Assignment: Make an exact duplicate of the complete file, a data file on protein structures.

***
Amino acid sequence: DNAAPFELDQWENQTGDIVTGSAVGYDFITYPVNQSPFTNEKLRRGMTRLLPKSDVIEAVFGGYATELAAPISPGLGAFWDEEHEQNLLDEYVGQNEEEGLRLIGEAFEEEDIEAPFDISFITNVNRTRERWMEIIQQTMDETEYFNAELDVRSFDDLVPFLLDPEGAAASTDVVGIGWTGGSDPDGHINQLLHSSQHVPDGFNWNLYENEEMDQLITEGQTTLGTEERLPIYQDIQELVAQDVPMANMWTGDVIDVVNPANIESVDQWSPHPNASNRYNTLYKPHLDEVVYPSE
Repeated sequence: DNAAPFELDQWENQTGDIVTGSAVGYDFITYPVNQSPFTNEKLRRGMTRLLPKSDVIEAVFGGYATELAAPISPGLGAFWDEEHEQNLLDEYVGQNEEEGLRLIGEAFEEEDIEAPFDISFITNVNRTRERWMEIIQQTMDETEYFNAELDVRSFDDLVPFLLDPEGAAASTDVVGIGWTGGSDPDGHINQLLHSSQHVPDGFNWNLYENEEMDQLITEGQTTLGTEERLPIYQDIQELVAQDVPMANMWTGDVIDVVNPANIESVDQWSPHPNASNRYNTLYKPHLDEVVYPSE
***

Amino acid sequence: DNAAPFELDQWENQTGDIVTGSAVGYDFITYPVNQSPFTNEKLRRGMTRLLPKSDVIEAVFGGYATELAAPISPGLGAFWDEEHEQNLLDEYVGQNEEEGLRLIGEAFEEEDIEAPFDISFITNVNRTRERWMEIIQQTMDETEYFNAELDVRSFDDLVPFLLDPEGAAASTDVVGIGWTGGSDPDGHINQLLHSSQHVPDGFNWNLYENEEMDQLITEGQTTLGTEERLPIYQDIQELVAQDVPMANMWTGDVIDVVNPANIESVDQWSPHPNASNRYNTLYKPHLDEVVYPSE
Repeated sequence: DNAAPFELDQWENQTGDIVTGSAVGYDFITYPVNQSPFTNEKLRRGMTRLLPKSDVIEAVFGGYATELAAPISPGLGAFWDEEHEQNLLDEYVGQNEEEGLRLIGEAFEEEDIEAPFDISFITNVNRTRERWMEIIQQTMDETEYFNAELDVRSFDDLVPFLLDPEGAAASTDVVGIGWTGGSDPDGHINQLLHSSQHVPDGFNWNLYENEEMDQLITEGQTTLGTEERLPIYQDIQELVAQDVPMANMWTGDVIDVVNPANIESVDQWSPHPNASNRYNTLYKPHLDEVVYPSE